A Model-aided Study of the Origin and Evolution of the Anomalously High Potential vorticity in the Inner Region of a Rapidly Deepening Marine Cyclone

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  • 1 Department of Atmospheric Sciences, University of Washington, Seattle, Washington
  • | 2 National Center for Atmospheric Research, Boulder, Colorado
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Abstract

High spatial and temporal resolution fields generated by a mesoscale prediction model are used to study a case of rapid marine cyclogenesis (26 mb in 12 h) within the context of potential vorticity (PV) thinking. The case, which occurred on 23 February 1987 near the east coast of the United States, was well simulated by the model, as was verified by ship reports and satellite imagery. Three components of the cyclone were investigated: 1) a surface thermal anomaly (or surrogate PV anomaly), 2) a low-level, diabatically produced PV anomaly in and near the frontal cloud band, and 3) a dry PV anomaly of upper-tropospheric and lower-stratosphoric origin.

Trajectory tracing revealed that the surface thermal anomaly was caused primarily by northward transport of warm air into the central region of the low. Although surface sensible heat flux also contributed to the warm anomaly, a sensitivity experiment, run with the flux withheld, showed that it had little impact on the depth of the storm. Furthermore, it was found from trajectory tracing that the region of positive anomaly in the frontal cloud mass formed with extreme rapidity as air from the boundary layer ascended the warm frontal surface and entered the cloud. Differential condensational heating in the vertical was likely responsible for much of the sudden increase. Some of the diabatically produced PV was evident in the wake of the storm, after emerging from the cloud. Finally, from examination of a large number of trajectories, it was found that the anomalous PV of high-level origin had a complex behavior as it approached the low from upstream. Initially the anomalous PV was contained in a tropopause depression and in a fold that protruded downward along the south flank of the depression. Stratospheric air in the depression subsided to mid-to upper levels and advanced directly on the low center. Some of the air in the tropopause fold followed a cyclonically curved trajectory, first subsiding and then rising to midlevels as it neared the low. Other air in the fold sank to low levels along an anticyclonically curved path and was left behind. At 18 h into the development, the low-level, diabatically produced PV, the midlevel PV from the tropopause fold, and the upper-level PV from the tropopause depression were aligned vertically in a column located 100 km upstream of the surface-low center.

Abstract

High spatial and temporal resolution fields generated by a mesoscale prediction model are used to study a case of rapid marine cyclogenesis (26 mb in 12 h) within the context of potential vorticity (PV) thinking. The case, which occurred on 23 February 1987 near the east coast of the United States, was well simulated by the model, as was verified by ship reports and satellite imagery. Three components of the cyclone were investigated: 1) a surface thermal anomaly (or surrogate PV anomaly), 2) a low-level, diabatically produced PV anomaly in and near the frontal cloud band, and 3) a dry PV anomaly of upper-tropospheric and lower-stratosphoric origin.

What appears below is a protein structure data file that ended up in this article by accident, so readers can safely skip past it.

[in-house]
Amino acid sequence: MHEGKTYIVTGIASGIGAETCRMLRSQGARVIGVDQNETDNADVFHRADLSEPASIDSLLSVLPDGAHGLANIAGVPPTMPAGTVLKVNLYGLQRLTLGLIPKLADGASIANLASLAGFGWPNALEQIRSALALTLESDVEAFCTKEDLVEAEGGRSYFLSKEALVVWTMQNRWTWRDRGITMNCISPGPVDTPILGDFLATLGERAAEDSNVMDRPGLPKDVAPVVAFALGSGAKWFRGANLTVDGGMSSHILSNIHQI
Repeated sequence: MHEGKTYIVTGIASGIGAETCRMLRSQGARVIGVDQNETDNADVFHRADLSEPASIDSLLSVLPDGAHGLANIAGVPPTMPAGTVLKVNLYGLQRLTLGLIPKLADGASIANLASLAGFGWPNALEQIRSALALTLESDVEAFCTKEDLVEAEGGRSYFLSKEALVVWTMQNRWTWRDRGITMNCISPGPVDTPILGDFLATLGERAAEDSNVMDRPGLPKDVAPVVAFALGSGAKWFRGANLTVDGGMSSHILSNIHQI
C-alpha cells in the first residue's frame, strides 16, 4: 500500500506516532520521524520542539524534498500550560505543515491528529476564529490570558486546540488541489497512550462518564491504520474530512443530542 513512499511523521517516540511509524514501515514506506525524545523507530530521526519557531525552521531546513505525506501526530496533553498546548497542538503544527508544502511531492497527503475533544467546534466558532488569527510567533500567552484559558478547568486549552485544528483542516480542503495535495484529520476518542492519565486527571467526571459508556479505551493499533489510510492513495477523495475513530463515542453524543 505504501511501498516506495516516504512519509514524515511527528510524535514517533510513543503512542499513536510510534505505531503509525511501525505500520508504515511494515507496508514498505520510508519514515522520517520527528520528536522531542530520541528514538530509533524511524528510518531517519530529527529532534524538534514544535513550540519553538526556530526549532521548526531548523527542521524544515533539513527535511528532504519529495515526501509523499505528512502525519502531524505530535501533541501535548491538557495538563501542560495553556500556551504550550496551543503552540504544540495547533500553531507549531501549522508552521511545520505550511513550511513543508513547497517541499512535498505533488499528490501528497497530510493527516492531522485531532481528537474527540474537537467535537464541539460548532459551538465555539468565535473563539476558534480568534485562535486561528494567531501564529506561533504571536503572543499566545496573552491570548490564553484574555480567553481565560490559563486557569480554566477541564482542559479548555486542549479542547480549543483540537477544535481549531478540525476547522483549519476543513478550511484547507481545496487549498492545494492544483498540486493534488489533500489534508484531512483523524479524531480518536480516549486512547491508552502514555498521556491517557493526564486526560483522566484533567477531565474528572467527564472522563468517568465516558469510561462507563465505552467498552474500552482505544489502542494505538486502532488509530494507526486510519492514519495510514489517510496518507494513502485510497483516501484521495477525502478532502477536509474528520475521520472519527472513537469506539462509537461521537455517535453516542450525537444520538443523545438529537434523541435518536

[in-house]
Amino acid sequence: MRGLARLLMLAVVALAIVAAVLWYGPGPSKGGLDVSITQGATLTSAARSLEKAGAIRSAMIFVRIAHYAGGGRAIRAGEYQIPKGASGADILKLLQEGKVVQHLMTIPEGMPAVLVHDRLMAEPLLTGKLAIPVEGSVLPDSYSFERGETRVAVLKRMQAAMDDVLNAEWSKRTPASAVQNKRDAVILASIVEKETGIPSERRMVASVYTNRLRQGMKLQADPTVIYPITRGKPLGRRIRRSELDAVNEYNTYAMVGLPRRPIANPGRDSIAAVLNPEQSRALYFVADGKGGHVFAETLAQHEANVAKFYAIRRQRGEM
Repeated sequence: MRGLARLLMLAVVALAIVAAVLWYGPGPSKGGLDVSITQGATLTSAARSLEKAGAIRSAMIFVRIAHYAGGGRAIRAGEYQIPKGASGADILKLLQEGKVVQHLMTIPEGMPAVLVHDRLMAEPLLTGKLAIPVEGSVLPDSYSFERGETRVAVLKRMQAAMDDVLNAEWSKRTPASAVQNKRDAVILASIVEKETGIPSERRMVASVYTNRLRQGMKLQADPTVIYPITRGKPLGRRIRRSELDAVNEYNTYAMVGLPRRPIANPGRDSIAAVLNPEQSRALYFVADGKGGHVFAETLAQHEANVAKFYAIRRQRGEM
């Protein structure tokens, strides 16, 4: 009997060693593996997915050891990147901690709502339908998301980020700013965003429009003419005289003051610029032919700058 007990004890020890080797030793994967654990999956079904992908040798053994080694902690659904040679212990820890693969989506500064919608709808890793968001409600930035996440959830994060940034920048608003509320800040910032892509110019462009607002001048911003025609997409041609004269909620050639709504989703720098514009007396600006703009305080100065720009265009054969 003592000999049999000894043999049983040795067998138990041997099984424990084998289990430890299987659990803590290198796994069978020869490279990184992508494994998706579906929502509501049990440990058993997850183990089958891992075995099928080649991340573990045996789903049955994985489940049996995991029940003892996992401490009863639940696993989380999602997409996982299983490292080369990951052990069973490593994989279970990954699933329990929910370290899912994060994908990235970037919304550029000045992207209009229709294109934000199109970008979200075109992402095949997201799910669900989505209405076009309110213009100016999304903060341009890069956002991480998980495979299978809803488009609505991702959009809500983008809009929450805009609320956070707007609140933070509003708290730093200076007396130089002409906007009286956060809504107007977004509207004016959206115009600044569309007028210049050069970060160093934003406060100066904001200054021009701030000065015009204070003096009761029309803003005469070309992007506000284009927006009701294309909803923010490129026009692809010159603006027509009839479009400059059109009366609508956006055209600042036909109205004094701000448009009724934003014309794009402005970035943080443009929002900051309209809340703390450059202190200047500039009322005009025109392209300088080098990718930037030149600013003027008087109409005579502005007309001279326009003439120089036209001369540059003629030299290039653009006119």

Trajectory tracing revealed that the surface thermal anomaly was caused primarily by northward transport of warm air into the central region of the low. Although surface sensible heat flux also contributed to the warm anomaly, a sensitivity experiment, run with the flux withheld, showed that it had little impact on the depth of the storm. Furthermore, it was found from trajectory tracing that the region of positive anomaly in the frontal cloud mass formed with extreme rapidity as air from the boundary layer ascended the warm frontal surface and entered the cloud. Differential condensational heating in the vertical was likely responsible for much of the sudden increase. Some of the diabatically produced PV was evident in the wake of the storm, after emerging from the cloud. Finally, from examination of a large number of trajectories, it was found that the anomalous PV of high-level origin had a complex behavior as it approached the low from upstream. Initially the anomalous PV was contained in a tropopause depression and in a fold that protruded downward along the south flank of the depression. Stratospheric air in the depression subsided to mid-to upper levels and advanced directly on the low center. Some of the air in the tropopause fold followed a cyclonically curved trajectory, first subsiding and then rising to midlevels as it neared the low. Other air in the fold sank to low levels along an anticyclonically curved path and was left behind. At 18 h into the development, the low-level, diabatically produced PV, the midlevel PV from the tropopause fold, and the upper-level PV from the tropopause depression were aligned vertically in a column located 100 km upstream of the surface-low center.

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